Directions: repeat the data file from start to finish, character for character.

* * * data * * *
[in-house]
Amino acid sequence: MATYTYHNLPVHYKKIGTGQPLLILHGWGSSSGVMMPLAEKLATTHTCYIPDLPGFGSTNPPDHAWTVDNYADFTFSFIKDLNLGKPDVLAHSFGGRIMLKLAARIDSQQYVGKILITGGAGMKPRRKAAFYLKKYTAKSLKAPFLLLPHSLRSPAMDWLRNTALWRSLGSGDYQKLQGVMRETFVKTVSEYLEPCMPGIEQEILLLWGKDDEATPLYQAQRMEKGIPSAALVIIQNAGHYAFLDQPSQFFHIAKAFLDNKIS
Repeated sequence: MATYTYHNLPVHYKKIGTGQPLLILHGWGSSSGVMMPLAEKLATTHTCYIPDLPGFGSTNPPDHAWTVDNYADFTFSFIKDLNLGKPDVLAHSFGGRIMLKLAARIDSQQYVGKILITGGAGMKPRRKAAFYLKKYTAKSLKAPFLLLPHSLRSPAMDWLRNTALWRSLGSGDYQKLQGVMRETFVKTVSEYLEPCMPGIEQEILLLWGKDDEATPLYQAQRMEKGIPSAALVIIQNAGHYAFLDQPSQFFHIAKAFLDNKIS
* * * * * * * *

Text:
[in-house]
Amino acid sequence: MATYTYHNLPVHYKKIGTGQPLLILHGWGSSSGVMMPLAEKLATTHTCYIPDLPGFGSTNPPDHAWTVDNYADFTFSFIKDLNLGKPDVLAHSFGGRIMLKLAARIDSQQYVGKILITGGAGMKPRRKAAFYLKKYTAKSLKAPFLLLPHSLRSPAMDWLRNTALWRSLGSGDYQKLQGVMRETFVKTVSEYLEPCMPGIEQEILLLWGKDDEATPLYQAQRMEKGIPSAALVIIQNAGHYAFLDQPSQFFHIAKAFLDNKIS
Repeated sequence: MATYTYHNLPVHYKKIGTGQPLLILHGWGSSSGVMMPLAEKLATTHTCYIPDLPGFGSTNPPDHAWTVDNYADFTFSFIKDLNLGKPDVLAHSFGGRIMLKLAARIDSQQYVGKILITGGAGMKPRRKAAFYLKKYTAKSLKAPFLLLPHSLRSPAMDWLRNTALWRSLGSGDYQKLQGVMRETFVKTVSEYLEPCMPGIEQEILLLWGKDDEATPLYQAQRMEKGIPSAALVIIQNAGHYAFLDQPSQFFHIAKAFLDNKIS